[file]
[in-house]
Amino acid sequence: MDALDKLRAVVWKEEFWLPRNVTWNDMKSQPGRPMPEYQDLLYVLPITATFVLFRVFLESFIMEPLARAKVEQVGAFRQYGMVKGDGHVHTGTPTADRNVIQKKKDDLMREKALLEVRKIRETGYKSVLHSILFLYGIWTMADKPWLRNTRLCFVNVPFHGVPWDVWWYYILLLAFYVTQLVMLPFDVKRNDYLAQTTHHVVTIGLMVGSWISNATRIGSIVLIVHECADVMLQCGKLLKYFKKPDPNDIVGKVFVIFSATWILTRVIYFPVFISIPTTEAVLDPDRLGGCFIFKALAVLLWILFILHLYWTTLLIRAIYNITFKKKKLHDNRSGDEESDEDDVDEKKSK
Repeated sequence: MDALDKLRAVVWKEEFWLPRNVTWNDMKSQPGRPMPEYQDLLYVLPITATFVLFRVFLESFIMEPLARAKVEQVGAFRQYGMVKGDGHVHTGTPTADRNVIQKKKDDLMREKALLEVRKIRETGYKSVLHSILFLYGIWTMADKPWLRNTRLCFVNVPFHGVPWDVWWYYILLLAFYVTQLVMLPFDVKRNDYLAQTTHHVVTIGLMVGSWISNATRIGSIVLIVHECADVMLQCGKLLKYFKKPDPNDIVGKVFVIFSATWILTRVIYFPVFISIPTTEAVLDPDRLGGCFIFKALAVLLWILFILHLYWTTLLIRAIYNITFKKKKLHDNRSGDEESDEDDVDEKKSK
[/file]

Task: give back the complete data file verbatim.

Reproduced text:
[in-house]
Amino acid sequence: MDALDKLRAVVWKEEFWLPRNVTWNDMKSQPGRPMPEYQDLLYVLPITATFVLFRVFLESFIMEPLARAKVEQVGAFRQYGMVKGDGHVHTGTPTADRNVIQKKKDDLMREKALLEVRKIRETGYKSVLHSILFLYGIWTMADKPWLRNTRLCFVNVPFHGVPWDVWWYYILLLAFYVTQLVMLPFDVKRNDYLAQTTHHVVTIGLMVGSWISNATRIGSIVLIVHECADVMLQCGKLLKYFKKPDPNDIVGKVFVIFSATWILTRVIYFPVFISIPTTEAVLDPDRLGGCFIFKALAVLLWILFILHLYWTTLLIRAIYNITFKKKKLHDNRSGDEESDEDDVDEKKSK
Repeated sequence: MDALDKLRAVVWKEEFWLPRNVTWNDMKSQPGRPMPEYQDLLYVLPITATFVLFRVFLESFIMEPLARAKVEQVGAFRQYGMVKGDGHVHTGTPTADRNVIQKKKDDLMREKALLEVRKIRETGYKSVLHSILFLYGIWTMADKPWLRNTRLCFVNVPFHGVPWDVWWYYILLLAFYVTQLVMLPFDVKRNDYLAQTTHHVVTIGLMVGSWISNATRIGSIVLIVHECADVMLQCGKLLKYFKKPDPNDIVGKVFVIFSATWILTRVIYFPVFISIPTTEAVLDPDRLGGCFIFKALAVLLWILFILHLYWTTLLIRAIYNITFKKKKLHDNRSGDEESDEDDVDEKKSK